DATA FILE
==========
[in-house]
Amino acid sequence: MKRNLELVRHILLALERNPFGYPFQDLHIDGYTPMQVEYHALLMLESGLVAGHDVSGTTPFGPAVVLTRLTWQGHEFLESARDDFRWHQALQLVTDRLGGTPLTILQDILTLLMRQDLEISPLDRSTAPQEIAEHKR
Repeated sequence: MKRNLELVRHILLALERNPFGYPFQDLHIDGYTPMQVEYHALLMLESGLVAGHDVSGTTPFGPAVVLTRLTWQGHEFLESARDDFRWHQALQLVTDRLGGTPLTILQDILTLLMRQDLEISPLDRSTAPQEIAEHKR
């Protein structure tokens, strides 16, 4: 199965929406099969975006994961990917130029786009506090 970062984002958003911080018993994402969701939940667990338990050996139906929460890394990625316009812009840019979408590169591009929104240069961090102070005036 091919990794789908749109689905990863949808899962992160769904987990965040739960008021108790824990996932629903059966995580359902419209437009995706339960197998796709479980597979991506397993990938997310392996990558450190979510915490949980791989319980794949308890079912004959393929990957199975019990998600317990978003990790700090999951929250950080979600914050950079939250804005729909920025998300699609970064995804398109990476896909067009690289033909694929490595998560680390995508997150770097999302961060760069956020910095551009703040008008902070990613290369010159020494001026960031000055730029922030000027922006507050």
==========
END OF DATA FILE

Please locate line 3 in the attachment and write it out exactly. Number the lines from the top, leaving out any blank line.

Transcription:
Repeated sequence: MKRNLELVRHILLALERNPFGYPFQDLHIDGYTPMQVEYHALLMLESGLVAGHDVSGTTPFGPAVVLTRLTWQGHEFLESARDDFRWHQALQLVTDRLGGTPLTILQDILTLLMRQDLEISPLDRSTAPQEIAEHKR